| Last updated
Removing a condom during sex without consent, also known as 'stealthing,' could become illegal in the US state of California.
If the California Assembly Bill 453 goes forward, it would categorise stealthing as a form of sexual battery and allow victims to sue the perpetrator for emotional and physical damages.
The bill would also amend the definition of sexual battery to include a person 'who causes contact between a penis, from which a condom has been removed, and the intimate part of another who did not verbally consent to the condom being removed'.
Assemblywoman Cristina Garcia told the LA Times that despite it being a prevalent issue, it hadn't yet been legally recognised.
"It's been going on for a while. There are blogs online that are helping individuals, teaching them how to get away with this," Garcia said.
She also told The Washington Post: "I want to make sure that a) victims have a legal course for justice and b) we have something in the books that facilities a discussion with all people, especially our youth, whether it's parents, educators, whether it's even the public safety system.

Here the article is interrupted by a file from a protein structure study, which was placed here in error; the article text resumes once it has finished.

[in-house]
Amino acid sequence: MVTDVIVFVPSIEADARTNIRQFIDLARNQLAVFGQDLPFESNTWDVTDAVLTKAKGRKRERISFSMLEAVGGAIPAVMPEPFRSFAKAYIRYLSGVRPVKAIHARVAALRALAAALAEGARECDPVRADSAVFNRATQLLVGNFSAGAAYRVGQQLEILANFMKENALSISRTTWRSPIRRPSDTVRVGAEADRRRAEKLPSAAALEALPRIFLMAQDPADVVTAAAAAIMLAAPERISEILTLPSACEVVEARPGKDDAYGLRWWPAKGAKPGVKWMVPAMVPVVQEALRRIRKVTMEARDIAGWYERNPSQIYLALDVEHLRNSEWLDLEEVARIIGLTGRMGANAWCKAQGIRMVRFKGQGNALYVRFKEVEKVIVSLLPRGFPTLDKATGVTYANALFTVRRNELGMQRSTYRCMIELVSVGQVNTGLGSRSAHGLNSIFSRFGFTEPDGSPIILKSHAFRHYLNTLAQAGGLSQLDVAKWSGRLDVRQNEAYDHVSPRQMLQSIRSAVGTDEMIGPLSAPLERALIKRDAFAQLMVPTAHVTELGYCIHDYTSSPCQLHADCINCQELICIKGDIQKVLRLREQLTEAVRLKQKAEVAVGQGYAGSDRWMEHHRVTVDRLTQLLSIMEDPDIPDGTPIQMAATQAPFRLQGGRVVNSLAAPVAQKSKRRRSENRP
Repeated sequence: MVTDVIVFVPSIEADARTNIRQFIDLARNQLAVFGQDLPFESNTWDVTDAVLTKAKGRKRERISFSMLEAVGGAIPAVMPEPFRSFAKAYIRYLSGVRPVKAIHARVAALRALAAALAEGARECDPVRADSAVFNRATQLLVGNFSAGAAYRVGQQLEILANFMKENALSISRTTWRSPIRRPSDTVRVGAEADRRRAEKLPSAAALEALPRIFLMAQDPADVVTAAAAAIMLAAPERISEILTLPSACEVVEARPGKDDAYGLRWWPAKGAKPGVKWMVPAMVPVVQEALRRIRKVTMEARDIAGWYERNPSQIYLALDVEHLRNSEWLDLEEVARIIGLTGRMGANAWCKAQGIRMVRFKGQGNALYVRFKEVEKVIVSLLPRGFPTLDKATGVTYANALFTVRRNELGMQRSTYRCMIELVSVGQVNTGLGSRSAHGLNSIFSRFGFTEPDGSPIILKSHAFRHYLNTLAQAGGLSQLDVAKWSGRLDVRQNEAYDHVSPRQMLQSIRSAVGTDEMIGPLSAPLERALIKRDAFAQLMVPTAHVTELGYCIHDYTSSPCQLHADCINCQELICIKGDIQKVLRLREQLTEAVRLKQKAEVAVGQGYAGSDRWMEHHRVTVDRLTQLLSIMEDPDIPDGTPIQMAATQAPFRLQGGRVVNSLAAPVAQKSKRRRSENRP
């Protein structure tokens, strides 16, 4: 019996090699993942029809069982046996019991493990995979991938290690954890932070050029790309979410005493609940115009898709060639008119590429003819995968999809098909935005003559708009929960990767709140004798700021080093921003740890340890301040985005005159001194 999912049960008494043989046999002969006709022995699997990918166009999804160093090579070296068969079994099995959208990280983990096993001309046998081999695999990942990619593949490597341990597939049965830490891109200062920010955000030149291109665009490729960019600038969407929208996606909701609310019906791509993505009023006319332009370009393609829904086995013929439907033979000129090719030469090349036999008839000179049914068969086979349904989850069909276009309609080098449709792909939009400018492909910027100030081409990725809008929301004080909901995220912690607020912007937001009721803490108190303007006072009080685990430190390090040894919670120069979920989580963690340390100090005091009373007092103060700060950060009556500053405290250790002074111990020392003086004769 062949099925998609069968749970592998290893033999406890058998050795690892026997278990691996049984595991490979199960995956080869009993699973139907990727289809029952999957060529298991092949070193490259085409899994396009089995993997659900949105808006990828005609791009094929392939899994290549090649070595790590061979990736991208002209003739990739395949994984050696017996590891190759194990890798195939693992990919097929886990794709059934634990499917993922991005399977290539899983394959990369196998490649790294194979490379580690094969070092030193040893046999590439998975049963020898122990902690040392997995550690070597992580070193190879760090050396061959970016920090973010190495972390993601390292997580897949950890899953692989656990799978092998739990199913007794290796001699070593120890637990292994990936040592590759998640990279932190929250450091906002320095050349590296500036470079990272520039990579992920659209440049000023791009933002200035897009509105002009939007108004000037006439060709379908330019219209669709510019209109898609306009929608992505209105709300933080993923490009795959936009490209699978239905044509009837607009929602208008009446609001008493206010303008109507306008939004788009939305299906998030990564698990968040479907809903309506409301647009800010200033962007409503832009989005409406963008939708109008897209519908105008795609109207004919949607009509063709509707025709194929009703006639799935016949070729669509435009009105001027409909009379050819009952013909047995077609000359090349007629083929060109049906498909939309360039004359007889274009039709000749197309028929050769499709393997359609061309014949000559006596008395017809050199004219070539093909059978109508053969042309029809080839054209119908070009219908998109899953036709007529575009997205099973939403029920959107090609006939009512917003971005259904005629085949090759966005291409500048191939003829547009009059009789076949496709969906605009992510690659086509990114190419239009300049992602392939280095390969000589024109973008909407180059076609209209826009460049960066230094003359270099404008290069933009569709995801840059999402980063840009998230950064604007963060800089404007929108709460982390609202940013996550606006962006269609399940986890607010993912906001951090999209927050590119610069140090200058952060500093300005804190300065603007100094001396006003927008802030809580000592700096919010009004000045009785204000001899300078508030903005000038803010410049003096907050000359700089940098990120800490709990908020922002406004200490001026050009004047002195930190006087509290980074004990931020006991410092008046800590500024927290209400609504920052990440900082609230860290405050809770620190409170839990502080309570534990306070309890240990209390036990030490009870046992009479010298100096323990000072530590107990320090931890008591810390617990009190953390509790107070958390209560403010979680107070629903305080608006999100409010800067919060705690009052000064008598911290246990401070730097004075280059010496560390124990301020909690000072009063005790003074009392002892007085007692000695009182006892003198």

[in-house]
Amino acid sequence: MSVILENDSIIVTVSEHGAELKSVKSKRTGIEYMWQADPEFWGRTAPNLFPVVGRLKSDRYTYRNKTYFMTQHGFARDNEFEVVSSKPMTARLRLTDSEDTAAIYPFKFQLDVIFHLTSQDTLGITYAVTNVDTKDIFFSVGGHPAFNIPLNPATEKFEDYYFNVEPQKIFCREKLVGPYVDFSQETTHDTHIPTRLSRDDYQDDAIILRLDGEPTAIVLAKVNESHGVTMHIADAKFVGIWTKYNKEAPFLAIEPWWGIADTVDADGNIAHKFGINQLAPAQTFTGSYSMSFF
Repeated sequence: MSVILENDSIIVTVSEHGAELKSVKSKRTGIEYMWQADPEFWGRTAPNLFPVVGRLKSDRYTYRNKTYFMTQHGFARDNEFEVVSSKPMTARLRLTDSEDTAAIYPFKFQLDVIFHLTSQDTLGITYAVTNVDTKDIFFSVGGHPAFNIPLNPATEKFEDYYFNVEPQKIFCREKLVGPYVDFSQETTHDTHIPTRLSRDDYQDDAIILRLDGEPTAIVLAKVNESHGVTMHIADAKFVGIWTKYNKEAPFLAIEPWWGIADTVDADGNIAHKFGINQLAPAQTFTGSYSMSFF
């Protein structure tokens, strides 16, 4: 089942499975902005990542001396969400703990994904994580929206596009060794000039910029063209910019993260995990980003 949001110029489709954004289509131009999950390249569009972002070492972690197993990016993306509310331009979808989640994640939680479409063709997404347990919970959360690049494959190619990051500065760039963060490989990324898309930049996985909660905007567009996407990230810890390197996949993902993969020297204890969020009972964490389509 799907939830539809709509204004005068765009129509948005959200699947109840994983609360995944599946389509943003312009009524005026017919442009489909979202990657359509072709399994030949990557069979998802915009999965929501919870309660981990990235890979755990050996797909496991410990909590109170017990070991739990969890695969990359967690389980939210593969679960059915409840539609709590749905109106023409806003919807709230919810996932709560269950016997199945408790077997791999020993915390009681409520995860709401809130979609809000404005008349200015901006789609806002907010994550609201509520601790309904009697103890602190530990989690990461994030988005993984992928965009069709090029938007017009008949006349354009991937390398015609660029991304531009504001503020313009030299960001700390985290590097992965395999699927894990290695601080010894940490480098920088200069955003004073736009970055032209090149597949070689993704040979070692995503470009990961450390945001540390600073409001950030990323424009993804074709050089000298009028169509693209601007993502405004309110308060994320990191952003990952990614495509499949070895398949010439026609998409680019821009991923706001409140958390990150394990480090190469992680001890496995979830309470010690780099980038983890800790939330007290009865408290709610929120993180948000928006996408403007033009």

"Having something in the books allows us to do the education to hopefully create a consciousness that we shouldn't do certain things."
Disturbingly, it seems that stealing is on the rise, with a 2018 study by researchers at the Melbourne Sexual Health Centre finding that one in three women and one in five men who have sex with men report being stealthed during sex.
"Survivors [of stealthing] describe nonconsensual condom removal as a threat to their bodily agency and as a dignitary harm," author Alexandra Brodsky told the Independent in 2017.
"'You have no right to make your own sexual decisions,' they are told. 'You are not worthy of my consideration.'"
In a new press release, Brodsky said the issue was becoming more recognised thanks to TV shows like HBO's I May Destroy You.
"Not just pop culture depictions of nonconsensual condom removal but discussion of its impact can really be powerful, both broadly in raising awareness and in giving survivors a vocabulary to express what happened to them," Brodsky said.
"Without language, without media, without depictions, I think it's easy for survivors to feel like they're the first person this has ever happened to, or that this is just part of sex.
"Not that this is a violation, that they have the right to decide to have sex with a condom and that agreement was broken."
Chosen for YouChosen for You
Most Read StoriesMost Read